The sudden rush for cash by public — which started alongside the Covid-19 pandemic and anticipation of lockdown announcement in March, and kept on piling each fortnight — witnessed its first fall, in five months, in the fortnight ended July 31. The dip in currency with public came in line with the relaxation in lockdown restrictions and large number of businesses and transactions returning to normalcy.
As per Reserve Bank of India (RBI) data, currency with public rose by Rs 3,24,500 crore between February 28, 2020 (Rs 22.55 lakh crore) and July 17, 2020, and hit an all time high of Rs 25.8 lakh crore on July 17. It fell by Rs 3,982 crore in the fortnight ended July 31, and the currency with public fell to Rs 25.76 lakh crore. It is, however, important to note that the pace of cash accumulation slowed down in June and July, as the Centre relaxed the lockdown restrictions.
While the average monthly rise in currency with public stood at an average of around Rs 95,000 crore in the three months between March, April and May, the pace of accumulation declined to an average of Rs 16,000 crore in June and July.
As per the RBI definition, currency with public is arrived at after deducting cash with banks from total currency in circulation. Currency in circulation refers to the cash or currency within a country that is physically used to conduct transactions between consumers and businesses.
Economists say that the trend is in line with the economy turning into a cash economy during the lockdown phase and then as things gradually started to move towards normalcy, the cash with public started to go down.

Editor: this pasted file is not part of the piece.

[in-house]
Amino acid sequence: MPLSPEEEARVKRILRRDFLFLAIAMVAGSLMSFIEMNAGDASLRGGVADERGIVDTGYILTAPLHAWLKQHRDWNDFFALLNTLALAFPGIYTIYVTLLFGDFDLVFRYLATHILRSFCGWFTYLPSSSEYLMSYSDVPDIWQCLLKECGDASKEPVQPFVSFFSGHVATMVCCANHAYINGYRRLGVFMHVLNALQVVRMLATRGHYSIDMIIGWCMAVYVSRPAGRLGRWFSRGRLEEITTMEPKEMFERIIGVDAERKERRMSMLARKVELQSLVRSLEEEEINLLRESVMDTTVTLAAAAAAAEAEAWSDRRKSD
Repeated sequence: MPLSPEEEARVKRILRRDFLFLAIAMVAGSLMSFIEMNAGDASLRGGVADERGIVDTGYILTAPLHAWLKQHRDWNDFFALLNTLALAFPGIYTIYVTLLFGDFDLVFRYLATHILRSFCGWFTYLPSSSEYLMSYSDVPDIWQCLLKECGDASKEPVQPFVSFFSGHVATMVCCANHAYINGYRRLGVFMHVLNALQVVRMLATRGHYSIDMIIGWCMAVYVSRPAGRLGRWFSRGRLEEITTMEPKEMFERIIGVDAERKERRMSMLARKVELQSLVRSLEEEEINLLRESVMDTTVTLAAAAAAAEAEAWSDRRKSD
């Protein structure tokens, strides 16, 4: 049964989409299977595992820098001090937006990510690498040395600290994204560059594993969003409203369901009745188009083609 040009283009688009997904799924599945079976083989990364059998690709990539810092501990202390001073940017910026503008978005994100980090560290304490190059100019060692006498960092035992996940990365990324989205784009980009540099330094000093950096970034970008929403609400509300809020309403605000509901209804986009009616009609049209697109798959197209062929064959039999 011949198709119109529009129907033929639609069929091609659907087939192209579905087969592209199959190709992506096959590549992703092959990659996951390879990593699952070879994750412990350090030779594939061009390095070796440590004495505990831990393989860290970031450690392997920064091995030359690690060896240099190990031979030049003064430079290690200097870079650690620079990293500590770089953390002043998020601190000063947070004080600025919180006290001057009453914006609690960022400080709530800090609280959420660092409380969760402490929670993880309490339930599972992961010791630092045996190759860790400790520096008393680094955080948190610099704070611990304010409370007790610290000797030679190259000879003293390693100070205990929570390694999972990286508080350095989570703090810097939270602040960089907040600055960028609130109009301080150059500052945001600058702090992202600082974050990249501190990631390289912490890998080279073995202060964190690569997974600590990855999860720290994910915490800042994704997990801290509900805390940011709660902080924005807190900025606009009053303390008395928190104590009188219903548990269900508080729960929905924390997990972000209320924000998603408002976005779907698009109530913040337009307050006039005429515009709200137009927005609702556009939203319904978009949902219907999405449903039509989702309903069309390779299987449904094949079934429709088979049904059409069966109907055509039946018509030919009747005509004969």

“In the initial phase of lockdown, as e-commerce transactions were not permitted and people relied on neighbourhood stores, which operate mostly on cash, people were withdrawing higher amount of cash. Also, since people wanted to avoid exposure to virus, they withdrew big amounts at one go to meet their monthly needs and that led to rise in currency with public. With supply chain improving and e-commerce becoming operational, reliance on cash has reduced and gradually currency with public will come down further,” said DK Pant, chief economist, India Ratings.
He further said that transactions on NPCI’s Unified Payments Interface (UPI) have started going up and people are already moving away from cash following the opening up of e-commerce.
In fact, in May, June and July, the total value of transactions done through UPI amounted to Rs 7,707.6 billion, which was 24 per cent higher than all transactions done through the interbank immediate payment service (IMPS).
The RBI expects that this behaviour is likely to continue as people opt for more precautionary savings. In its July monthly bulletin, it said, “Looking further ahead in 2020-21, the COVID-19 pendemic is also expected to induce behavioural changes such as, increase in internet-based transactions vis-à-vis cash and card-based transactions”.
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